“What we are trying to do is cover an entire community with everything so we’ll have a cleaner, safer, healthier community – providing them with food, providing them with water, providing them with shelter,” explained Dorothy.

“It is a huge task but IFRC is working with a very strong Red Crescent society. We are managing to reach the most vulnerable people. We are doing the best we can.”

Fatima Mohamed Yusuf, a nomad in Togdheer region, is one of the community members who received much-needed health care in a Somali Red Crescent mobile clinic close to her temporary settlement. The drought came at a devastating cost to her and her family, who lost 270 sheep and goats.

“If there is no rain, I worry for my remaining livestock and I worry for myself and family. Allah only knows when the rains will come,” said Fatima.

Vital partnerships to tackle drought

IFRC is working closely with the Somali Red Crescent and global partners to continue supporting the needs of the most vulnerable people, but the fight to prevent famine is not over. Somaliland is currently categorized as a stage four emergency (crisis) and could easily descend into famine. It was only six years ago that Somalia experienced a famine that killed a quarter of a million people. IFRC will help to ensure Somalia never has to experience famine again.

Thanks to the generous support of the global community through the International Red Cross and Red Crescent Movement, seven million Swiss francs has been donated to the IFRC Emergency Food Crisis Appeal in Somalia, which will help to bring life-saving support to 353,000 people in some of the most isolated, vulnerable and hard-to-reach communities.

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Ethiopian PM says they will continue to develop Berbera Port so Ethiopia and Somaliland can benefit



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Rapists in Somaliland will no longer be allowed to marry victims under new law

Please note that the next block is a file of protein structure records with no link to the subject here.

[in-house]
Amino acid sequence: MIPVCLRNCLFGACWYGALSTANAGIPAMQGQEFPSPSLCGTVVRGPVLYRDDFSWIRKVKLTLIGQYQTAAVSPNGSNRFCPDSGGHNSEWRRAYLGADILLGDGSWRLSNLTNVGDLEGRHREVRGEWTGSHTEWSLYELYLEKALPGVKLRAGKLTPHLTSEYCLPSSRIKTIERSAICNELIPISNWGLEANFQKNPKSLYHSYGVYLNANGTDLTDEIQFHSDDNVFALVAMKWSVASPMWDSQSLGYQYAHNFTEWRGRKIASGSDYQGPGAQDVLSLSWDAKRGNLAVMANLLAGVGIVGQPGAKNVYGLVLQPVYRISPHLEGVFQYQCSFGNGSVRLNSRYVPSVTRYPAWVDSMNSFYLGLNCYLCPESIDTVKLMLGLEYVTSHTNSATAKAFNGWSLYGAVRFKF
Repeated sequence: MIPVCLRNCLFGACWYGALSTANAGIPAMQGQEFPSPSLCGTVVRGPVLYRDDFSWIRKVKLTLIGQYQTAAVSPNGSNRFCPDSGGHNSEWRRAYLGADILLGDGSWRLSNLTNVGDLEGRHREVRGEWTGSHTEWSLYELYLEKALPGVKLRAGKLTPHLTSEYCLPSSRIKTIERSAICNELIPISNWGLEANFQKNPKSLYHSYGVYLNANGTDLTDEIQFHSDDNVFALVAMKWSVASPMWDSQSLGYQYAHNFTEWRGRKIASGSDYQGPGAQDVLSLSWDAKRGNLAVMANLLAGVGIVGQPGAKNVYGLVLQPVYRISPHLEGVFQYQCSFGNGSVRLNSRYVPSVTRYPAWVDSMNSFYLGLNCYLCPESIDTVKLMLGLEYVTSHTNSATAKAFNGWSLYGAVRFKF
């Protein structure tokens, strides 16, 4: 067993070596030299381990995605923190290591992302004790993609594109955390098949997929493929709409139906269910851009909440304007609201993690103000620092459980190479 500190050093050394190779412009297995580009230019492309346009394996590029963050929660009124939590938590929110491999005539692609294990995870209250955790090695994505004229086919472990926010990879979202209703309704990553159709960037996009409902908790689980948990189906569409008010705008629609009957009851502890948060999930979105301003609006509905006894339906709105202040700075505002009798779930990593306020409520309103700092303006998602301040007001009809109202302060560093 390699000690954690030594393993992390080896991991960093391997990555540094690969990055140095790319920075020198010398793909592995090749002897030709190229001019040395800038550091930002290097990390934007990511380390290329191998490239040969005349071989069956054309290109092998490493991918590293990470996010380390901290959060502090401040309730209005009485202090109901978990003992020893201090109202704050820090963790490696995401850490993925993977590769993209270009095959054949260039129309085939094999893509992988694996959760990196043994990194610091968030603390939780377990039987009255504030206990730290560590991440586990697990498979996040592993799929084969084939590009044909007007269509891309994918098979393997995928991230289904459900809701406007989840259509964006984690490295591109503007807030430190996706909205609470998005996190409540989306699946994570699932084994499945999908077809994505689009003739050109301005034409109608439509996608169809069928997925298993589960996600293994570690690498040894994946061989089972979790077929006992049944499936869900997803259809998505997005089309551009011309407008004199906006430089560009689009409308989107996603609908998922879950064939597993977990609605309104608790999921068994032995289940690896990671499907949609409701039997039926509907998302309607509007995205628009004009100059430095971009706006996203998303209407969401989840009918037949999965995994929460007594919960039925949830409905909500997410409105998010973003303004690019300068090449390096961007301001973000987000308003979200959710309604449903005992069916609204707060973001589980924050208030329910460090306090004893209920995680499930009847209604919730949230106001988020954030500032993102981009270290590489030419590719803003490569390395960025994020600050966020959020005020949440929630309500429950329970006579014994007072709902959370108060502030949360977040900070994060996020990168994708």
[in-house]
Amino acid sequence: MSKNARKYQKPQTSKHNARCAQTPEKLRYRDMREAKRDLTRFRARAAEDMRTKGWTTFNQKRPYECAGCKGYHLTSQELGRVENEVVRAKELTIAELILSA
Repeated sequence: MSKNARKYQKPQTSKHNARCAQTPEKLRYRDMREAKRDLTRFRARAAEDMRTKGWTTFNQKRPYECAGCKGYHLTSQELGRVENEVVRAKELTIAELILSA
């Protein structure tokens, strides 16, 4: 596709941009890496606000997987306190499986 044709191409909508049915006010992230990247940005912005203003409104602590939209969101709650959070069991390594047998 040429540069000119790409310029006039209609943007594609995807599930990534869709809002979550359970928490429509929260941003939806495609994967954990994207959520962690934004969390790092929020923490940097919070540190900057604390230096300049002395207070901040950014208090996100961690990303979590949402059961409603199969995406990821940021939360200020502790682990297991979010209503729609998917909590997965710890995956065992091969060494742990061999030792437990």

By Lizzie Dearden

The self-declared state of Somaliland has introduced a bill to outlaw rape and other violent sexual crimes for the first time in its history, which would see rapists imprisoned for up to 30 years.

Under the new law, all forms of sexual offences would be criminalised, including rape, gang rape, sexual assault, child marriage and trafficking.

And Africa News reports that rapists who infect their victims with HIV would be handed life sentences.
In the past, a rape victim’s family could force them to marry their rapist to avoid being shamed.

The bill has already been agreed in the lower house of Somaliland’s parliament but still needs approval from the upper house.

It is hoped the bill will be signed into law by President Musa Bihi Adbi on 1 March.

“The bill had been languishing for some years and the newly elected government, which is very serious about tackling violence against women, saw it as a priority to bring it before parliament,” Ayan Mahamoud, Somaliland’s representative in Britain, told the Thomson Reuters Foundation.

“It is however possible that it will face resistance when it comes before the House of Elders in the coming weeks, as members in the upper house tend to be more traditional.”
Somaliland declared independence from Somalia in 1991 after a civil war.

It has a population of around four million but is not recognised internationally as a country.

Currently, Somalia does not have any laws or legislation against violent sexual crimes.

President Abdi’s government was said to be shocked by the number of reported gang rapes after he came to power in November and pledged to take action.

Although the bill is an important milestone, the United Nations said that more still needed to be done.

“Once it is signed into law, there is need to develop the capacities of the national justice and security actors, non-state actors and service providers to create awareness among the public,” said Fadumo Dayib, head of UN Women in Somalia.

“Every woman and girl has the right to live her life without the threat and fear of violence.
“This law will make a substantial contribution in curtailing sexual violence against women and girls.”

However the law does not specifically cover domestic violence or female genital mutilation, and it would require victims to prove the use of “force, intimidation or threat”.

Countries such as Greece, Iraq, Libya, Kuwait, Thailand and Russia have certain laws in place which mean a rapist can escape prosecution if he or she marries their victim, or in some cases if the victim forgives the rapist.